This is what I shared with the parents of my students at our recent set of conferences. Since those conferences were scheduled three weeks before the end of the trimester (which meant that my grades were not yet finalized) I used the opportunity to explain what I teach under the heading of orthography.
I began by explaining that one of my goals is to teach students why words are spelled the way they are. A word’s spelling is primarily representing meaning, and not pronunciation. An example of what I mean by that is the word <goes>.
On the day after our final performances of The Photosynthesis Follies, I gave a photosynthesis test. As I was correcting the tests, I couldn’t help but notice that more students than I would’ve thought, misspelled <goes>. Five students spelled it as *<go’s>, two students spelled it as *<gos>, three students spelled it as *<gows>, three students spelled it as *<gose>, and one student spelled it as *<gous>. Sometimes when I mention to colleagues that students struggle with spelling, their first reaction is to say, “They need more phonics! Those lower grades must have stopped teaching phonics!” But I say no. It is pretty obvious that the students have learned to spell phonetically. Anyone reading their work can guess what word they intended to spell. They are spelling using the only strategy they’ve been taught: Sound it out. And if we started naming words that are similarly difficult to spell accurately using only “sound it out”, we could name quite a few. Don’t you agree? So what now? If the problem isn’t phonics, what is it?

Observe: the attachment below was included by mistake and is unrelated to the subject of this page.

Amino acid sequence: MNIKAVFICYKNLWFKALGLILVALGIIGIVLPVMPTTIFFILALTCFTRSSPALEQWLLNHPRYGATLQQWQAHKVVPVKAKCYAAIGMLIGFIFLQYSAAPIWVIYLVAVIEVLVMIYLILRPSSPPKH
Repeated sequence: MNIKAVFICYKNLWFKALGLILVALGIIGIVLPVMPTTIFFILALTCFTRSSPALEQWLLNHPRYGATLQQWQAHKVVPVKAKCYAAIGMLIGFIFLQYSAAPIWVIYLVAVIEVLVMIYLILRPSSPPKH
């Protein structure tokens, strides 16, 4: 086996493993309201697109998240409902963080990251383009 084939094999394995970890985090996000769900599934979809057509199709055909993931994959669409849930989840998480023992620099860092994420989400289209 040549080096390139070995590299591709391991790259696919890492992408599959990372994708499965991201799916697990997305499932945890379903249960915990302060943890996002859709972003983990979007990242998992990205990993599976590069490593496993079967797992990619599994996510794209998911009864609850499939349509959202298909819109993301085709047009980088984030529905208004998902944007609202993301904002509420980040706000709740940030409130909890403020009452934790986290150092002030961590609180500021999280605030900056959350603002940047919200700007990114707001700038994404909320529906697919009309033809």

Well, what if, when we were teaching our students that graphemes represent pronunciation, we also taught them that words have structure? What if the students were taught to look at this word and recognize that <go> is at the heart of its meaning? We could teach them that this word starts with its base element, <go>, and if we want to form other words using this same base element, we could add suffixes. If the child is learning the spelling of <goes>, he/she is probably familiar with the words <going> and <gone> as well. We could teach the student that <go + es is rewritten as goes>, that <go + ing is rewritten as going> , and that <go + ne is rewritten as gone>.
If we look at other word families in this same way, it won’t take long before the student has learned some of the more commonly used suffixes and prefixes. So even with early readers, recognizing some part of a word will help when encountering unfamiliar words. When decoding, the student can focus on the base element in the word because they recognize a suffix they can remove.
So now let me show you what I am doing with fifth grade words. We begin our science curriculum by studying the interactions of the biosphere, geosphere, atmosphere, and hydrosphere. As an orthographer, I immediately noticed that this group of words shares a structure. Focusing on that structure, I added lithosphere, troposphere, stratosphere, mesosphere, thermosphere, and cosmosphere to the list. I had the students investigate these words in small groups.